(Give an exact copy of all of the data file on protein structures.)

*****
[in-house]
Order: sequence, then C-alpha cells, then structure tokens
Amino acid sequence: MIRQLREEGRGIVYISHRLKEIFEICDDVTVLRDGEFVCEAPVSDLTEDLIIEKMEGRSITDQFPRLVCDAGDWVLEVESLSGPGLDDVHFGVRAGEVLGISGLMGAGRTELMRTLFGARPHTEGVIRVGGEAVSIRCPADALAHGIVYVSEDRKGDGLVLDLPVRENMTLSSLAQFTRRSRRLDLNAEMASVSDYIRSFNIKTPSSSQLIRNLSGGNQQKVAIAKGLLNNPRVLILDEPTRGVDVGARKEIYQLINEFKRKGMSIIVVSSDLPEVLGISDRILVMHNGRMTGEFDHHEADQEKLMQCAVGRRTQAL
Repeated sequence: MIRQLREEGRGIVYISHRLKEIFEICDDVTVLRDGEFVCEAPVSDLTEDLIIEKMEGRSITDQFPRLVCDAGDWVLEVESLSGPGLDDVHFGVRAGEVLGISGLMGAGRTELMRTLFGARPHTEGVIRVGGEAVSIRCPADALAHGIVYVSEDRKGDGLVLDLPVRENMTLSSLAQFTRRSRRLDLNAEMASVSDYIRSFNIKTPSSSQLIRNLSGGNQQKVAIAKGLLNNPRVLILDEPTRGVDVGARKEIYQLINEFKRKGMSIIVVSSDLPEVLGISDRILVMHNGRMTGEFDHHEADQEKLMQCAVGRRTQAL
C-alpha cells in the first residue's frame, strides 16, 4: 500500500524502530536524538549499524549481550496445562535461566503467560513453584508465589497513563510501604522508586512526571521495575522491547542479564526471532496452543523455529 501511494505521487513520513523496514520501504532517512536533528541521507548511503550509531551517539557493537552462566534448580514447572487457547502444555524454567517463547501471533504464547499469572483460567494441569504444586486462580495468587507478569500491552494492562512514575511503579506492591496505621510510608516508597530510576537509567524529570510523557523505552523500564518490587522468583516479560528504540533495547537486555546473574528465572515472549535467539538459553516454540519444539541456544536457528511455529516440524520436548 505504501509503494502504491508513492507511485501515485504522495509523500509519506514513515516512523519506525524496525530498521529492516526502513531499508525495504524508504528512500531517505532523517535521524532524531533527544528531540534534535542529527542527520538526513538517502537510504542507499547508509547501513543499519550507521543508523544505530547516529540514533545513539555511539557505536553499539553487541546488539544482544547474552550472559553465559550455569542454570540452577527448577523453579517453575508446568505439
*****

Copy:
[in-house]
Order: sequence, then C-alpha cells, then structure tokens
Amino acid sequence: MIRQLREEGRGIVYISHRLKEIFEICDDVTVLRDGEFVCEAPVSDLTEDLIIEKMEGRSITDQFPRLVCDAGDWVLEVESLSGPGLDDVHFGVRAGEVLGISGLMGAGRTELMRTLFGARPHTEGVIRVGGEAVSIRCPADALAHGIVYVSEDRKGDGLVLDLPVRENMTLSSLAQFTRRSRRLDLNAEMASVSDYIRSFNIKTPSSSQLIRNLSGGNQQKVAIAKGLLNNPRVLILDEPTRGVDVGARKEIYQLINEFKRKGMSIIVVSSDLPEVLGISDRILVMHNGRMTGEFDHHEADQEKLMQCAVGRRTQAL
Repeated sequence: MIRQLREEGRGIVYISHRLKEIFEICDDVTVLRDGEFVCEAPVSDLTEDLIIEKMEGRSITDQFPRLVCDAGDWVLEVESLSGPGLDDVHFGVRAGEVLGISGLMGAGRTELMRTLFGARPHTEGVIRVGGEAVSIRCPADALAHGIVYVSEDRKGDGLVLDLPVRENMTLSSLAQFTRRSRRLDLNAEMASVSDYIRSFNIKTPSSSQLIRNLSGGNQQKVAIAKGLLNNPRVLILDEPTRGVDVGARKEIYQLINEFKRKGMSIIVVSSDLPEVLGISDRILVMHNGRMTGEFDHHEADQEKLMQCAVGRRTQAL
C-alpha cells in the first residue's frame, strides 16, 4: 500500500524502530536524538549499524549481550496445562535461566503467560513453584508465589497513563510501604522508586512526571521495575522491547542479564526471532496452543523455529 501511494505521487513520513523496514520501504532517512536533528541521507548511503550509531551517539557493537552462566534448580514447572487457547502444555524454567517463547501471533504464547499469572483460567494441569504444586486462580495468587507478569500491552494492562512514575511503579506492591496505621510510608516508597530510576537509567524529570510523557523505552523500564518490587522468583516479560528504540533495547537486555546473574528465572515472549535467539538459553516454540519444539541456544536457528511455529516440524520436548 505504501509503494502504491508513492507511485501515485504522495509523500509519506514513515516512523519506525524496525530498521529492516526502513531499508525495504524508504528512500531517505532523517535521524532524531533527544528531540534534535542529527542527520538526513538517502537510504542507499547508509547501513543499519550507521543508523544505530547516529540514533545513539555511539557505536553499539553487541546488539544482544547474552550472559553465559550455569542454570540452577527448577523453579517453575508446568505439